In the Bookcase


Book Review: The Apple Tree

The Apple Tree by Daphne du Maurier (5 star review)

The Apple Tree
A Short Novel and Several Long Stories

by Daphne du Maurier

264 pages // published in 1952 // Vintage gothic fiction


A classic of alienation and horror, The Birds was immortalised by Hitchcock in his celebrated film. The five other chilling stories in this collection echo a sense of dislocation and mock man's dominance over the natural world. The mountain paradise of 'Monte Verità' promises immortality, but at a terrible price; a neglected wife haunts her husband in the form of an apple tree; a professional photographer steps out from behind the camera and into his subject's life; a date with a cinema usherette leads to a walk in the cemetery; and a jealous father finds a remedy when three's a crowd . . .

My Review

5 Star Rating

Monte Verita & Victor
This two-part story may be my least favorite of the collection, perhaps because the story didn't seem so true to life. It has hints of surrealism, and is a bit detached from this earth. Still, it was good Du Maurier read.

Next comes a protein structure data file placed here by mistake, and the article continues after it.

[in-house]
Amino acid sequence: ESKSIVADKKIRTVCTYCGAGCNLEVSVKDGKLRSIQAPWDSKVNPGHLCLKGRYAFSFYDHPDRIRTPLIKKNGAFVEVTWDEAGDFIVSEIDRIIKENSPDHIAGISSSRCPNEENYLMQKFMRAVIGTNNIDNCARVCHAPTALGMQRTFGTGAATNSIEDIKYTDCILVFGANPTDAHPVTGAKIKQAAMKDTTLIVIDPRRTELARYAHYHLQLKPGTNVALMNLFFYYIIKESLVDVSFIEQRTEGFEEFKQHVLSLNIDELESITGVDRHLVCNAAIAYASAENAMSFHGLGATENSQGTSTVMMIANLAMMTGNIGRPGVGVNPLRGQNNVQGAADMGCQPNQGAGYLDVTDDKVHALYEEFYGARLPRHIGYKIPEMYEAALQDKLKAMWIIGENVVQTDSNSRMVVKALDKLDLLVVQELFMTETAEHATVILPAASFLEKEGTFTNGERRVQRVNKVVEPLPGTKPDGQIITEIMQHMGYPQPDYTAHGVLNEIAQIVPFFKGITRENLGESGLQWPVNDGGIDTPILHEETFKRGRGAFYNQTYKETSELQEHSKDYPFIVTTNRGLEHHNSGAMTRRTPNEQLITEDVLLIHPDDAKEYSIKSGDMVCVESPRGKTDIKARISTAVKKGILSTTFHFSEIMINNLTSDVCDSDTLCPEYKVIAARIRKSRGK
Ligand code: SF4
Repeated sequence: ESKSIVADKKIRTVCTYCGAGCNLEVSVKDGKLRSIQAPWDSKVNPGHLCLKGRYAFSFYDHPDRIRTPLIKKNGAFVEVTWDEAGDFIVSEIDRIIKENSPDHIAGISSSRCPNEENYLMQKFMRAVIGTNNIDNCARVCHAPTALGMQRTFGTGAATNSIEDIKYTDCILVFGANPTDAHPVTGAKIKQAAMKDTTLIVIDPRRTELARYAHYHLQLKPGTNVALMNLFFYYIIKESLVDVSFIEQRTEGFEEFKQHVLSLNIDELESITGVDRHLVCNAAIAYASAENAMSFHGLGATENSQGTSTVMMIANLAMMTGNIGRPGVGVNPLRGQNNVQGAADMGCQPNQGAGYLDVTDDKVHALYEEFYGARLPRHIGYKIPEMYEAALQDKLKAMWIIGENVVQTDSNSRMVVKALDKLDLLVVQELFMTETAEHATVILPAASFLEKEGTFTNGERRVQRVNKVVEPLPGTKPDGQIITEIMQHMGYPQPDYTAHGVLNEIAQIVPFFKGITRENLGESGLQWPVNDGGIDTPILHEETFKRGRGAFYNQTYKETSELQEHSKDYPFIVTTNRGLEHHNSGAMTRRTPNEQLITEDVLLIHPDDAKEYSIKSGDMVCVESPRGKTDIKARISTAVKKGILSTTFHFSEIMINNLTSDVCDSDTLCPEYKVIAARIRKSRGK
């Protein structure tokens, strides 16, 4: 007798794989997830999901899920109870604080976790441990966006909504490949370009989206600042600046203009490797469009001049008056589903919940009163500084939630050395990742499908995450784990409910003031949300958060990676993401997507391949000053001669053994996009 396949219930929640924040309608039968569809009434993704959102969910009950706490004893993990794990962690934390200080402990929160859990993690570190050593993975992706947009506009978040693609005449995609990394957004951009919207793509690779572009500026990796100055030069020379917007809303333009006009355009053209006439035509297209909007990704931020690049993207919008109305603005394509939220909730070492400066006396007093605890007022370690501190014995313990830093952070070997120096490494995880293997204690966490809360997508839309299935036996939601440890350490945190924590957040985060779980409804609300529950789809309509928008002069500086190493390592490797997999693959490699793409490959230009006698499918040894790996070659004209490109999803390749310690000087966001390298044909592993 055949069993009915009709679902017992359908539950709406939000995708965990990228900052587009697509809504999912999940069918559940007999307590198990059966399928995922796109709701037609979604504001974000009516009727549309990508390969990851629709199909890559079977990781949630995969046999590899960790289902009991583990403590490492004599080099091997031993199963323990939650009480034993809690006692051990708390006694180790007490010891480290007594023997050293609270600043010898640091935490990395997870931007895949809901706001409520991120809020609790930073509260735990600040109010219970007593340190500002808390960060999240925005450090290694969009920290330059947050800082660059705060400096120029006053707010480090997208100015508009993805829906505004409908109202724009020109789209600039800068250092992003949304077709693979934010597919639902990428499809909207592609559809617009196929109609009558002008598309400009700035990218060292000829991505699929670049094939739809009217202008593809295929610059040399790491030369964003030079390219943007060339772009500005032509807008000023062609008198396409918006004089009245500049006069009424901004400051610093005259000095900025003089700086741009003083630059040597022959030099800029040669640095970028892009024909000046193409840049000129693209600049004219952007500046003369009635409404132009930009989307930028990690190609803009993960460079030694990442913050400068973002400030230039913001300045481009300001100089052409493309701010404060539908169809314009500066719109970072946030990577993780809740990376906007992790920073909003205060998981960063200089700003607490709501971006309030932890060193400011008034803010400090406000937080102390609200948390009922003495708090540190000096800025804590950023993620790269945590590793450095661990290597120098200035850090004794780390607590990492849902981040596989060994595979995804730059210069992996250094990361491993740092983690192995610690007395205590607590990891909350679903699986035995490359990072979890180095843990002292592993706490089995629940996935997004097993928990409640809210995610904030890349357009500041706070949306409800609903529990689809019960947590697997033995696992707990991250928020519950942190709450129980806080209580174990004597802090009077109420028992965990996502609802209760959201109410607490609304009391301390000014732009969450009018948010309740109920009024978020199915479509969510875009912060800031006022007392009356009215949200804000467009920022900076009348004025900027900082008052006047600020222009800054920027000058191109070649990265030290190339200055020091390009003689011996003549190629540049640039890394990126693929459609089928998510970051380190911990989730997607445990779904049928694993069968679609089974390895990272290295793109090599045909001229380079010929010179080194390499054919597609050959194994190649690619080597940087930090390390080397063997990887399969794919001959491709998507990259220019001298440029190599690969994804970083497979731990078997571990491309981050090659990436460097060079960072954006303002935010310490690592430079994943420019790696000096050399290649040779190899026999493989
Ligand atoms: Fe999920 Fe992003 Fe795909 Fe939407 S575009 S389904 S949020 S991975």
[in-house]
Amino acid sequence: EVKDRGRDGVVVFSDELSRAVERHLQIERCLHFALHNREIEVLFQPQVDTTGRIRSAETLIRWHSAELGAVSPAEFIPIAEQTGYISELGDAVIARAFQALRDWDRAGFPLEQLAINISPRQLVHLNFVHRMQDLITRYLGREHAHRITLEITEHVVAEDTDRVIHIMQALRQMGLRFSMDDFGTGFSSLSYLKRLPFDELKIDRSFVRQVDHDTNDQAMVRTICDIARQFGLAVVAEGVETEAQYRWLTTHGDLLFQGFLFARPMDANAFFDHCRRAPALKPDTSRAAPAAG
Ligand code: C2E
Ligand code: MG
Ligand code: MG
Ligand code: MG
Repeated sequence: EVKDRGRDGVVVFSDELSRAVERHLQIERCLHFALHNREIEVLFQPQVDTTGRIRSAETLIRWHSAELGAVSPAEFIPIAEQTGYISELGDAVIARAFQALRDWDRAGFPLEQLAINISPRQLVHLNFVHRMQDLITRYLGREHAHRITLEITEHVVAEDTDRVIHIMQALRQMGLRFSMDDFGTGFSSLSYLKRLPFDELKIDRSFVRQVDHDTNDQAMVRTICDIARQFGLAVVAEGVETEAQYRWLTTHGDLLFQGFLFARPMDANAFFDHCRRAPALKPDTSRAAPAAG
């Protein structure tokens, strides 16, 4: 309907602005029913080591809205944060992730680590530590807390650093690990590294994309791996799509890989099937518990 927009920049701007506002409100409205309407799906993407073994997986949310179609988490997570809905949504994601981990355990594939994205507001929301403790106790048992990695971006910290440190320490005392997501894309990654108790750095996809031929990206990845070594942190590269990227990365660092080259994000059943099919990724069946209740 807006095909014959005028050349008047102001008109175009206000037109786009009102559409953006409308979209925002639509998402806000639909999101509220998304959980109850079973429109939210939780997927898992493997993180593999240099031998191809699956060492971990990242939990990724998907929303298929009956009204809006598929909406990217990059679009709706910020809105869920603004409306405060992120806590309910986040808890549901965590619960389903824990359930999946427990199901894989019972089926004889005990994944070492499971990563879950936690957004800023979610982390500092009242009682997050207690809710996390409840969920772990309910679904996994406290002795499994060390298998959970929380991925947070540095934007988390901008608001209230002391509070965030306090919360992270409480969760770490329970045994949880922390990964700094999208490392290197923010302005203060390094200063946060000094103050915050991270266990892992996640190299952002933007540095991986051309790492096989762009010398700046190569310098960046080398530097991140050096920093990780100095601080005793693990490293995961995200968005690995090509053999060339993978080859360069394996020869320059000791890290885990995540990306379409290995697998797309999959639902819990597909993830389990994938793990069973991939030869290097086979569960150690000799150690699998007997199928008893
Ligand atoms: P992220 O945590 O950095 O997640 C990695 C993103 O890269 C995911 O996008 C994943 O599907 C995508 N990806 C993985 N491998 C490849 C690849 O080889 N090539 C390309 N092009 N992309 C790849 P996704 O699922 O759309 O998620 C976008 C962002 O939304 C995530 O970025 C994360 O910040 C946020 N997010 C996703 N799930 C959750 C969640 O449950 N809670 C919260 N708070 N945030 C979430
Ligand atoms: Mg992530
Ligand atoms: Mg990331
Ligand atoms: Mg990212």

The Birds
Wow! From its reputation, I expected a scintillating tale; but from reading it now, I'm astounded at the gigantic story that came to life on these few, short pages.

The Apple Tree
I felt like this one contains echoes of Du Maurier's Rebecca in it. The idea of being haunted from beyond the grave. This is the story of a man who cannot escape his bitter wife, even after she passes. It gave me chills. The story held me entranced, all the way to the last page. The most memorable story for me, from this collection.

The Little Photographer
Tantalizing. Dramatic. (Contains some adult themes.)

Kiss Me Again, Stranger
An intriguing tale, with a unique perspective. Enjoyable. (Contains some adult themes.)

Add to Goodreads

paperback // e-book // audio

P.S. Like and vote for this review on Goodreads and Amazon.

0 written notes {Post a Comment}:

Post a Comment